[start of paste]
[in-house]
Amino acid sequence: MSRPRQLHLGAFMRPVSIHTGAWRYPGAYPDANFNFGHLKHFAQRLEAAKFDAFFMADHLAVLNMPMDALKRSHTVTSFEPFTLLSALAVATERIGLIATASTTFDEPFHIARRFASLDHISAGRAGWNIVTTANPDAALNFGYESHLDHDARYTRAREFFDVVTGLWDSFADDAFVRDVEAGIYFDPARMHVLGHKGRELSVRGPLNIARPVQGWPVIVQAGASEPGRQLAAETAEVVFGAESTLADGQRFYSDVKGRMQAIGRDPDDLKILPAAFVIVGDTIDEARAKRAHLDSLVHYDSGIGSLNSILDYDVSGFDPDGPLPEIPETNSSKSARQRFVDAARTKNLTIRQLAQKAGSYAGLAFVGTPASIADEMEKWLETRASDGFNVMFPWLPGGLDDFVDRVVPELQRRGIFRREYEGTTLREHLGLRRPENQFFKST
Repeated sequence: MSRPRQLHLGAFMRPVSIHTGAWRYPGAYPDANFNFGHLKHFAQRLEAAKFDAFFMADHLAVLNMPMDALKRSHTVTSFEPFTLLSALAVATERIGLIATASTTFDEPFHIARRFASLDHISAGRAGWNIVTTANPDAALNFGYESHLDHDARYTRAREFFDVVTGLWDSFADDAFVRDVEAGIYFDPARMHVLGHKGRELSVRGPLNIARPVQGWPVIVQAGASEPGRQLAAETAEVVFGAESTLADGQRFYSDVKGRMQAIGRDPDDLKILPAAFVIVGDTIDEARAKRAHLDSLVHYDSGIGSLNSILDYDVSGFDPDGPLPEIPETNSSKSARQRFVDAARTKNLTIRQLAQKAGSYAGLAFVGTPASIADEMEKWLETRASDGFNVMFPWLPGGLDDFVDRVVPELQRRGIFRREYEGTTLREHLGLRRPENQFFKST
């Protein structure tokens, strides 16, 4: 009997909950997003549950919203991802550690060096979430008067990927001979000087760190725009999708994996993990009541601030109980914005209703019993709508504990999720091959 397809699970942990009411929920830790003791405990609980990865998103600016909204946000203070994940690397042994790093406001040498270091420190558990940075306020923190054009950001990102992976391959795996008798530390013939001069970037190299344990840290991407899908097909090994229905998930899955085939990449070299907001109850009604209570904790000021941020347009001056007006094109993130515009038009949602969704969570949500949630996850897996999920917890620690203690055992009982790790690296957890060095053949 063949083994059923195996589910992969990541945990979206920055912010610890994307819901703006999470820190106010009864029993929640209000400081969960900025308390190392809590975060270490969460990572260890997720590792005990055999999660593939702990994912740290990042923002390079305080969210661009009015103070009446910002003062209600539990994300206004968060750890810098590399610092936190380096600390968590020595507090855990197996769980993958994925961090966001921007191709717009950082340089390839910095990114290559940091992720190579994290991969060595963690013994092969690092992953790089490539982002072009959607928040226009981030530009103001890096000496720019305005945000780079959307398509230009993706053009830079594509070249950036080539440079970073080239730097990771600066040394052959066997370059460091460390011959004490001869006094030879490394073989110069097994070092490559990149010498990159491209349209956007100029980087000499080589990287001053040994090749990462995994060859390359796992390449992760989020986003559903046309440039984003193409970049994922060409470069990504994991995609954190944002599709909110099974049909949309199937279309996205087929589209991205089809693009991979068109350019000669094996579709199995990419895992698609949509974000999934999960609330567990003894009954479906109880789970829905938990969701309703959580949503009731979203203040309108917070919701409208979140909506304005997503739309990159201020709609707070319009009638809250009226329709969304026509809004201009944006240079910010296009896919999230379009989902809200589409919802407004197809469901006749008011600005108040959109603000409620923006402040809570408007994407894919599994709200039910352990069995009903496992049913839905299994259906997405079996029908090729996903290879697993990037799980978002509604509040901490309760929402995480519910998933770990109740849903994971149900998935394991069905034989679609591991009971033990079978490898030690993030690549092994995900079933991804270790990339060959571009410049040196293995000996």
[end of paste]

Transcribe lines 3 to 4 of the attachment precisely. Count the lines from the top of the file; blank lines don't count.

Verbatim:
Repeated sequence: MSRPRQLHLGAFMRPVSIHTGAWRYPGAYPDANFNFGHLKHFAQRLEAAKFDAFFMADHLAVLNMPMDALKRSHTVTSFEPFTLLSALAVATERIGLIATASTTFDEPFHIARRFASLDHISAGRAGWNIVTTANPDAALNFGYESHLDHDARYTRAREFFDVVTGLWDSFADDAFVRDVEAGIYFDPARMHVLGHKGRELSVRGPLNIARPVQGWPVIVQAGASEPGRQLAAETAEVVFGAESTLADGQRFYSDVKGRMQAIGRDPDDLKILPAAFVIVGDTIDEARAKRAHLDSLVHYDSGIGSLNSILDYDVSGFDPDGPLPEIPETNSSKSARQRFVDAARTKNLTIRQLAQKAGSYAGLAFVGTPASIADEMEKWLETRASDGFNVMFPWLPGGLDDFVDRVVPELQRRGIFRREYEGTTLREHLGLRRPENQFFKST
């Protein structure tokens, strides 16, 4: 009997909950997003549950919203991802550690060096979430008067990927001979000087760190725009999708994996993990009541601030109980914005209703019993709508504990999720091959 397809699970942990009411929920830790003791405990609980990865998103600016909204946000203070994940690397042994790093406001040498270091420190558990940075306020923190054009950001990102992976391959795996008798530390013939001069970037190299344990840290991407899908097909090994229905998930899955085939990449070299907001109850009604209570904790000021941020347009001056007006094109993130515009038009949602969704969570949500949630996850897996999920917890620690203690055992009982790790690296957890060095053949 063949083994059923195996589910992969990541945990979206920055912010610890994307819901703006999470820190106010009864029993929640209000400081969960900025308390190392809590975060270490969460990572260890997720590792005990055999999660593939702990994912740290990042923002390079305080969210661009009015103070009446910002003062209600539990994300206004968060750890810098590399610092936190380096600390968590020595507090855990197996769980993958994925961090966001921007191709717009950082340089390839910095990114290559940091992720190579994290991969060595963690013994092969690092992953790089490539982002072009959607928040226009981030530009103001890096000496720019305005945000780079959307398509230009993706053009830079594509070249950036080539440079970073080239730097990771600066040394052959066997370059460091460390011959004490001869006094030879490394073989110069097994070092490559990149010498990159491209349209956007100029980087000499080589990287001053040994090749990462995994060859390359796992390449992760989020986003559903046309440039984003193409970049994922060409470069990504994991995609954190944002599709909110099974049909949309199937279309996205087929589209991205089809693009991979068109350019000669094996579709199995990419895992698609949509974000999934999960609330567990003894009954479906109880789970829905938990969701309703959580949503009731979203203040309108917070919701409208979140909506304005997503739309990159201020709609707070319009009638809250009226329709969304026509809004201009944006240079910010296009896919999230379009989902809200589409919802407004197809469901006749008011600005108040959109603000409620923006402040809570408007994407894919599994709200039910352990069995009903496992049913839905299994259906997405079996029908090729996903290879697993990037799980978002509604509040901490309760929402995480519910998933770990109740849903994971149900998935394991069905034989679609591991009971033990079978490898030690993030690549092994995900079933991804270790990339060959571009410049040196293995000996």